Following Mr Yamani’s opening comments, Mr al-Timimi gave some words of introduction regarding the guest speaker. He highlighted the facts that: Professor Fierro has devoted the majority of her academic work to the study and unearthing of all that relates to the Andalus. She has written extensively on the political, religious, and intellectual history of al-Andalus and the Islamic West, and on Islamic - particularly Mālikī - law, among many other topics. She has published critical editions of Andalusian works, and has written substantially on Ibn Rushd’s Bidāyat al-Mujtahidand the Almohad pedagogical project. He ended by sharing an anecdote: in a copy of the late Moroccan ʿAllama Muhammad Bensharifa’s book, Ibn Rushd: Sīrah Wathāʾiqiyyah, he had stumbled across his dedication to Dr Fierro, whom he referred to as, “sultānat al-ʿilm wal-baḥth” (the Sultana of scholarship and research).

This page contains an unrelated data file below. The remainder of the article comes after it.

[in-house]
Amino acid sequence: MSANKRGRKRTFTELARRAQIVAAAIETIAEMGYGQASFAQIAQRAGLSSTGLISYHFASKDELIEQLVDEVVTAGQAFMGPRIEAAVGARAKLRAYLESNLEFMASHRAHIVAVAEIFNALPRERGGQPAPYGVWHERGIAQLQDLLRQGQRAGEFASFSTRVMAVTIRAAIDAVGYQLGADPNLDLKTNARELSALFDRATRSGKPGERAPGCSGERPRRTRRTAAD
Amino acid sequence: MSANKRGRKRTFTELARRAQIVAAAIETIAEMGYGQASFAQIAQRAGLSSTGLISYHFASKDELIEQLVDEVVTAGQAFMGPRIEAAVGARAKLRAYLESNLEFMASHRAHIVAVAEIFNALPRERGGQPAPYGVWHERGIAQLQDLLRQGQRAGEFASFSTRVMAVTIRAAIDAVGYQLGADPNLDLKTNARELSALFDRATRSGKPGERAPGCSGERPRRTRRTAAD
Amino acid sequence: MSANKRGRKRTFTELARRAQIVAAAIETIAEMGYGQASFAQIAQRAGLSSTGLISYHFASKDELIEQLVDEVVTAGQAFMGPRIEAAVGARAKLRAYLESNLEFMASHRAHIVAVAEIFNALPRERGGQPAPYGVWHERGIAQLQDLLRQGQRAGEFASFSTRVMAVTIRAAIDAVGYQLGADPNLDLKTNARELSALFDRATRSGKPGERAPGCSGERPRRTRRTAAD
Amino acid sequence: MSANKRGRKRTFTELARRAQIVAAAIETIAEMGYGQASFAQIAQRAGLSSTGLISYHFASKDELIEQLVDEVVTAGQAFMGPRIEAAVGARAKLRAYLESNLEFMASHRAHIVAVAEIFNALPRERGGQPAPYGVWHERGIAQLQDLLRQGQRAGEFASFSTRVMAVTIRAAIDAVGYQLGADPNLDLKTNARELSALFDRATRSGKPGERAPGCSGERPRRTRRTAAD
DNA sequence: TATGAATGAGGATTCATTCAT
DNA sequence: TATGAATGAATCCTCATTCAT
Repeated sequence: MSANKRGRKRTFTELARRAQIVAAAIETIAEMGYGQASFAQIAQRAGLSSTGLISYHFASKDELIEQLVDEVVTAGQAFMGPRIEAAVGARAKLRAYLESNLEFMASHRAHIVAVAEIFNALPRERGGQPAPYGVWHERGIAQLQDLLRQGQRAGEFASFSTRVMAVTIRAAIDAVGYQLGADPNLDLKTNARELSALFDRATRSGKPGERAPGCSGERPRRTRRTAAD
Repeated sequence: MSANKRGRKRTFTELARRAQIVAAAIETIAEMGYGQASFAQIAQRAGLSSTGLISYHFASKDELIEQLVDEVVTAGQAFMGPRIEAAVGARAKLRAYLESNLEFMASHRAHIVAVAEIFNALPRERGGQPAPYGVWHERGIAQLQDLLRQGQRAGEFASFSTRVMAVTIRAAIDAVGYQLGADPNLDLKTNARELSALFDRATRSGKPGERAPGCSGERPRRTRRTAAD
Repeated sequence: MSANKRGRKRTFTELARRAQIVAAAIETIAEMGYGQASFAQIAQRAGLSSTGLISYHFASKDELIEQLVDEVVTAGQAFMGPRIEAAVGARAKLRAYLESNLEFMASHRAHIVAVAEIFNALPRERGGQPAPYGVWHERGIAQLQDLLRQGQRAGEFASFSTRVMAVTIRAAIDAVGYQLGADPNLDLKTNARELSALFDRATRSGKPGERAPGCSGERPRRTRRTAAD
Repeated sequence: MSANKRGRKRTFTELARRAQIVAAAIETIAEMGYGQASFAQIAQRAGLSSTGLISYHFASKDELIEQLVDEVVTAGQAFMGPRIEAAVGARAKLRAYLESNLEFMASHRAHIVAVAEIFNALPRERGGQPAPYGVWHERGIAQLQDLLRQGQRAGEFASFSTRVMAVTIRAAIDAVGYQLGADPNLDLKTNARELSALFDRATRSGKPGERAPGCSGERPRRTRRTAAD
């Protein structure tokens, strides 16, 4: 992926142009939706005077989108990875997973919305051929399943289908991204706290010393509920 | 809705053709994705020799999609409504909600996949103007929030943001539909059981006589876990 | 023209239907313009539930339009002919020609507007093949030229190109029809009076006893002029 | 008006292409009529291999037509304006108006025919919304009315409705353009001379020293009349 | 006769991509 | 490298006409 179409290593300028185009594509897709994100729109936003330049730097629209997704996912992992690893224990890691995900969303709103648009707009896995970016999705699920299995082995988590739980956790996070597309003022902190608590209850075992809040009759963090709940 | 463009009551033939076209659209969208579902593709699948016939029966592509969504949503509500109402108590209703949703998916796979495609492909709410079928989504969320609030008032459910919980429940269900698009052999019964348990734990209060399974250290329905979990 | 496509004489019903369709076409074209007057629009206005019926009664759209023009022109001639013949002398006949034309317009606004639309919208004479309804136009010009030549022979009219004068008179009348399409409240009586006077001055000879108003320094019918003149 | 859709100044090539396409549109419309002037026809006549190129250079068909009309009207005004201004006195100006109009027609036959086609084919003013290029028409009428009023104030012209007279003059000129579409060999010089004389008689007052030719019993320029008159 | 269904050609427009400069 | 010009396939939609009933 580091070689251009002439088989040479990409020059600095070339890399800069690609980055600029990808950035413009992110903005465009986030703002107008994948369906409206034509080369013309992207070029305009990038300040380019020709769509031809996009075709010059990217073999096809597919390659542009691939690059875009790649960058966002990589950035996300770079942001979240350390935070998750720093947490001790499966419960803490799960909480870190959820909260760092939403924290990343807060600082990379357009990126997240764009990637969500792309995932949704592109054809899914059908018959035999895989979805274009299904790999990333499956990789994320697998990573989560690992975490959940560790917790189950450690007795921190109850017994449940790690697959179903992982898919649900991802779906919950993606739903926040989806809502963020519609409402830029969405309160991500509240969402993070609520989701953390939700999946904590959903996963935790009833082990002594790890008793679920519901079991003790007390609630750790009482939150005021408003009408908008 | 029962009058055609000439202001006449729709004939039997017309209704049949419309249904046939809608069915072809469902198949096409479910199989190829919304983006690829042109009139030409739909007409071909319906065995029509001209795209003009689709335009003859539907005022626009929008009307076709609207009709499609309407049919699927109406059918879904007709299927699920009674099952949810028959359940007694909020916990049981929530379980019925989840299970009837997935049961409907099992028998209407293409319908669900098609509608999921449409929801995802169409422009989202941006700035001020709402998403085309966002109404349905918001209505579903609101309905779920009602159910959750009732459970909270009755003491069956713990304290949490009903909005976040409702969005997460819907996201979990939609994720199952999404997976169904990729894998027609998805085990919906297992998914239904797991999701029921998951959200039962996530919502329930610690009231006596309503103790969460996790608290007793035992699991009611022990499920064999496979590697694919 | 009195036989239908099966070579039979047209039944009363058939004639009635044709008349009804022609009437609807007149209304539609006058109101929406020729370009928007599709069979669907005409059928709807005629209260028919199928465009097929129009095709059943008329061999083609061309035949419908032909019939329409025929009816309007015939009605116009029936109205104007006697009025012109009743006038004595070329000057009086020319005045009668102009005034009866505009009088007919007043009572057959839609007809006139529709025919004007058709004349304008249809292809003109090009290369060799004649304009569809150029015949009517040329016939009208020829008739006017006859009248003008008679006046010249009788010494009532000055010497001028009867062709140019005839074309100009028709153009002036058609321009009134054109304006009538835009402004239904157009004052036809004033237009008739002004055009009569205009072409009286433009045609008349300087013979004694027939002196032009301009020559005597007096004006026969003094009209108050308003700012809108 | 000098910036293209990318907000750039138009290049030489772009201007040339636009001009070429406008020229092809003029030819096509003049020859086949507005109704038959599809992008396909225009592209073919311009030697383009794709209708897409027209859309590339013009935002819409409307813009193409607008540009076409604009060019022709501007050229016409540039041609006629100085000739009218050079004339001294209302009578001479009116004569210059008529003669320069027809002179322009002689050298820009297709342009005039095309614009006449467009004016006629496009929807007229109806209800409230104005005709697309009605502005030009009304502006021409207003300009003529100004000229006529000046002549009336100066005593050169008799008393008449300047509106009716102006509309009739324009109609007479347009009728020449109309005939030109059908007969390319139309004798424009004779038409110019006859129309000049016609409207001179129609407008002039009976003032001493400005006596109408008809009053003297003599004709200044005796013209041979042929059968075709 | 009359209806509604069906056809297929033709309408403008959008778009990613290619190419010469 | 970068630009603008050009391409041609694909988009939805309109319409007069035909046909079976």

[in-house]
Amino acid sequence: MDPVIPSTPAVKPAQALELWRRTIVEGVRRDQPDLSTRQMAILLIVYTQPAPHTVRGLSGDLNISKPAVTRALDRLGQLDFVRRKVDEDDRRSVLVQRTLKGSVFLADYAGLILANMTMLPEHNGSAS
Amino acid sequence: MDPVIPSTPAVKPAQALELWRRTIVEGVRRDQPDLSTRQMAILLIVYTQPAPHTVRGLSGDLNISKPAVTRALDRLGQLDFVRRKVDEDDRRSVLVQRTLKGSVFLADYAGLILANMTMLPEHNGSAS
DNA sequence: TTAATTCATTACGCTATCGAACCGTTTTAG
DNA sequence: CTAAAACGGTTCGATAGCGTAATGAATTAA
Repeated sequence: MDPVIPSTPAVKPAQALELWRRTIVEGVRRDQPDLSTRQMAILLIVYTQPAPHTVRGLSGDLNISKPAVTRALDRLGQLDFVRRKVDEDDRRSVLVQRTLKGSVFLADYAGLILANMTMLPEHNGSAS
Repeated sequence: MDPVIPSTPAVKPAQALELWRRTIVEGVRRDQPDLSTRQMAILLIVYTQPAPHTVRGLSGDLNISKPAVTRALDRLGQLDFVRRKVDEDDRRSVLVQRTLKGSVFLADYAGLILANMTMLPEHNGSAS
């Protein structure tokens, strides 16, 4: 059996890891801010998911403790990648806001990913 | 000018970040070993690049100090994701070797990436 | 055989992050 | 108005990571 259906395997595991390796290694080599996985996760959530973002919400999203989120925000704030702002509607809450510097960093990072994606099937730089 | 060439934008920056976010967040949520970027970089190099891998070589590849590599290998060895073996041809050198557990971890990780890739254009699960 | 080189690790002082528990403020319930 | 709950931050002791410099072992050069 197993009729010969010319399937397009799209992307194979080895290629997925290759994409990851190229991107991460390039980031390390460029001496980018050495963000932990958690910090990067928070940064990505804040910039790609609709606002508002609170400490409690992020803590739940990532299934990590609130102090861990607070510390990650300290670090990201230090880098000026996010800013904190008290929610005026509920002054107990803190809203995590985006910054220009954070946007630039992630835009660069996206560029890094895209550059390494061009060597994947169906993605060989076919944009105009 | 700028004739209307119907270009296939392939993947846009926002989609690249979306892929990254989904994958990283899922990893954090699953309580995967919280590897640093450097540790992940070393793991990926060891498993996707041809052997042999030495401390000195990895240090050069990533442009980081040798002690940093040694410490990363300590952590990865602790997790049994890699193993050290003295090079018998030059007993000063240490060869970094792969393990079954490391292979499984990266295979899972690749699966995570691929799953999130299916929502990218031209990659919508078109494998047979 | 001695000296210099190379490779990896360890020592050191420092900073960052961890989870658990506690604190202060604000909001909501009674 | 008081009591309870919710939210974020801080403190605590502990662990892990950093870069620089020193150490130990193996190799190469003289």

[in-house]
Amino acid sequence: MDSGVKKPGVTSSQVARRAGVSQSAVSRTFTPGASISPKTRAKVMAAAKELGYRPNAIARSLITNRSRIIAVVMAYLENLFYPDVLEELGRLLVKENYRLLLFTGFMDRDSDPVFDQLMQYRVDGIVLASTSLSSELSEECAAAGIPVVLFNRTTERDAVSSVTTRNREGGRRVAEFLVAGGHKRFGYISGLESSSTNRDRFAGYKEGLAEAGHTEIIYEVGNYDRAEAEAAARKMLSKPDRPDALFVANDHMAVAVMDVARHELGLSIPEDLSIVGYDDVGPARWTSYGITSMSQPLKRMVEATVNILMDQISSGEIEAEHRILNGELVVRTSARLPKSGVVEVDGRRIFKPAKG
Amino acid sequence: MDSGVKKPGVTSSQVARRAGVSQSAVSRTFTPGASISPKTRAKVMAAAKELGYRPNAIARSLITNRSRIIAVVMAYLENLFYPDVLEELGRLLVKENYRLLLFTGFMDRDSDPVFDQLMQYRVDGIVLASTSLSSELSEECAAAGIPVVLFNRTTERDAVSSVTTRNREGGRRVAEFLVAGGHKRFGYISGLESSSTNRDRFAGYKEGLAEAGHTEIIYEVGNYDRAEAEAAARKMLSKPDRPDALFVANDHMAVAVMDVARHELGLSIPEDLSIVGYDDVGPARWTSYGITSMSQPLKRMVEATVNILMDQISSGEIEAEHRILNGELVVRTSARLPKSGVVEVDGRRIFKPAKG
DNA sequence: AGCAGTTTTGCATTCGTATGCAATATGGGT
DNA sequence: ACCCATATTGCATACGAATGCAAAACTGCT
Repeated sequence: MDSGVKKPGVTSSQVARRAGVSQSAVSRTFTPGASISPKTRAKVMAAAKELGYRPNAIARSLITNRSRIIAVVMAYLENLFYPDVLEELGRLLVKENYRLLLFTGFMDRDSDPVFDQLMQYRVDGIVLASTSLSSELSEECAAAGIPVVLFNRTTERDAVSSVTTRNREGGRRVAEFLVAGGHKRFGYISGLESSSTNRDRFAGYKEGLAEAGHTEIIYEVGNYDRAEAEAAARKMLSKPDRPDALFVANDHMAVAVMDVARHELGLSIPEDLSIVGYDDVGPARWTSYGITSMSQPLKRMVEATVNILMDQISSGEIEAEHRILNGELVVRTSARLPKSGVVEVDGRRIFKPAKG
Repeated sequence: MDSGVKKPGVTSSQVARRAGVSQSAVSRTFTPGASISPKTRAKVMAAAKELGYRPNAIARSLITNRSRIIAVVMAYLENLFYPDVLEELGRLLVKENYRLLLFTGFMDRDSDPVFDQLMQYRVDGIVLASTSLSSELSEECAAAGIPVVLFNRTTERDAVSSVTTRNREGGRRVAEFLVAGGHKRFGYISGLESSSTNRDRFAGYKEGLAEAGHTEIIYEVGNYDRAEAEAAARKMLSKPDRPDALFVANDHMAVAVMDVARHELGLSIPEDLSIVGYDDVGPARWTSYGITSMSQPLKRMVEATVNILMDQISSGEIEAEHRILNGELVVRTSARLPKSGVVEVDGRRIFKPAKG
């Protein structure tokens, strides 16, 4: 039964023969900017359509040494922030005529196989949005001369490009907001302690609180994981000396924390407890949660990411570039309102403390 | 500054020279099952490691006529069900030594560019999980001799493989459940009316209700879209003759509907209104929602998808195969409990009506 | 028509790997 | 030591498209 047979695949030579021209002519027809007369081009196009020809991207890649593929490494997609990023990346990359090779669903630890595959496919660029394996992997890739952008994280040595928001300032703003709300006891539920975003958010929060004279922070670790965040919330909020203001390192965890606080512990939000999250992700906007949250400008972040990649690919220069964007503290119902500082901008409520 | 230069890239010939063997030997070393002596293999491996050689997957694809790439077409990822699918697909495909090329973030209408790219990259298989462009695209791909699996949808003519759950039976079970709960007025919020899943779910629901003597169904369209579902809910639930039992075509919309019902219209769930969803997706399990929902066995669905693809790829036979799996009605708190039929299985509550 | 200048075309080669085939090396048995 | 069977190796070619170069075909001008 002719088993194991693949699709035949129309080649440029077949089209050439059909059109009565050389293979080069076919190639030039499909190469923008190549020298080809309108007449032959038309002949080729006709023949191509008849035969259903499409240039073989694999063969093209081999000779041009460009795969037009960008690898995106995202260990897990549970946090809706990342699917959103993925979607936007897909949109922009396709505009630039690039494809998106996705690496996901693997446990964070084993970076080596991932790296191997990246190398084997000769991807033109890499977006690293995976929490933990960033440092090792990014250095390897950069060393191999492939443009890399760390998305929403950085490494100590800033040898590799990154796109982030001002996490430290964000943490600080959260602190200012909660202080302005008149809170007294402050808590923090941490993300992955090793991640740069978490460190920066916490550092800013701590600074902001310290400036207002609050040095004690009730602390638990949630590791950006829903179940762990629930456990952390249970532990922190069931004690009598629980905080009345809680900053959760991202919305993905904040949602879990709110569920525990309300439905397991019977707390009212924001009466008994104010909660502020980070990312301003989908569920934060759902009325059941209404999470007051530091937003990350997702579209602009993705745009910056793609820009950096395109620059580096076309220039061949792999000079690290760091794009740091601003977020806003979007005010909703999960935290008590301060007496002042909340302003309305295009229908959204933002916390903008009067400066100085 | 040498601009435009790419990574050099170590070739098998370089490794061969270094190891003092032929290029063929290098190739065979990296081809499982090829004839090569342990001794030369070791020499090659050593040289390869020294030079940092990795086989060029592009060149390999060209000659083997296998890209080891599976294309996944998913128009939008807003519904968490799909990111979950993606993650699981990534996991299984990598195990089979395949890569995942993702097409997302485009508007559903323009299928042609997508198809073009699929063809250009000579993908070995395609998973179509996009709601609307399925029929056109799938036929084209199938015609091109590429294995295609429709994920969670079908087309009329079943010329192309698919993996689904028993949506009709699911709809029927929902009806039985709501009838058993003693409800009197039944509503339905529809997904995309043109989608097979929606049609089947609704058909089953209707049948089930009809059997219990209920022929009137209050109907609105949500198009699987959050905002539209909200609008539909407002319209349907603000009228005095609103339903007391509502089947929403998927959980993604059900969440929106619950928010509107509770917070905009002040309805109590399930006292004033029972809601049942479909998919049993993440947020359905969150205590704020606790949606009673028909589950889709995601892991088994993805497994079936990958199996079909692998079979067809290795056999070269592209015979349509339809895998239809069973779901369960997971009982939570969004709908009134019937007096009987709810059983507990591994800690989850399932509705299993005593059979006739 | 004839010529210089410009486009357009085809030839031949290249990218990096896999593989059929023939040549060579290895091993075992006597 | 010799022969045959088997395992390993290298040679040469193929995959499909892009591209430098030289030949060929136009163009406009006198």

Professor Fierro’s talk was divided into three parts: firstly, a broad overview of the Maghrib in relation to the Mashriq: geography, politics and representation; secondly: the Maghrib in the Mashriq: the ‘best-sellers’, and finally, ‘How and why works produced in the Maghrib or written by Maghribis made it in the Mashriq’. Each of these subthemes was detailed at length, with the provision of further references and studies for those interested. One of the significant conclusions found, based on data analysis of a huge number of extant biographical works, is that Maghribis were noted for their keen interest in Qur’anic modes of recitation, the writing of texts on creed (an almost exclusively Andalusian genre at one point) and Sufism.
Moving on to the ‘best-seller’ list (those books which had been most copied, cited, abridged, commented on and possibly plagiarised), Professor Fierro highlighted the top ten Andalusian works that have been found elsewhere in the Muslim world, including the number of manuscripts found of each. These top ten books, were, in order:
1. al-Shifāʼby Qāḍī ʽIyāḍ (d. 544/1149)
2. Ḥirz al-amānī fī wajh al-tahānīoral-Qaṣīda al-shāṭibiyyaby al-Shāṭibī (538/1143-590/1194)
3.al-Alfiyyaby Ibn Mālik (d. 672/1274)
4.Kitāb al-jāmiʽ li-mufradāt al-adwiya wa-l-aghdhiyaby Ibn al-Bayṭār (576/1180 or 583/1187-646/1248)
5. Rutbat al-ḥakīmby Maslama b. Qāsim (295/908-353/964)
6. al-Jāmiʽ li-aḥkām al-Qurʼānby al-Qurṭubī (d. 671/1273)
7.Kashf al-asrār ʽan ilm (ḥurūf) al-ghubārby al-Qalaṣādī (¿815/1412?-891/1486)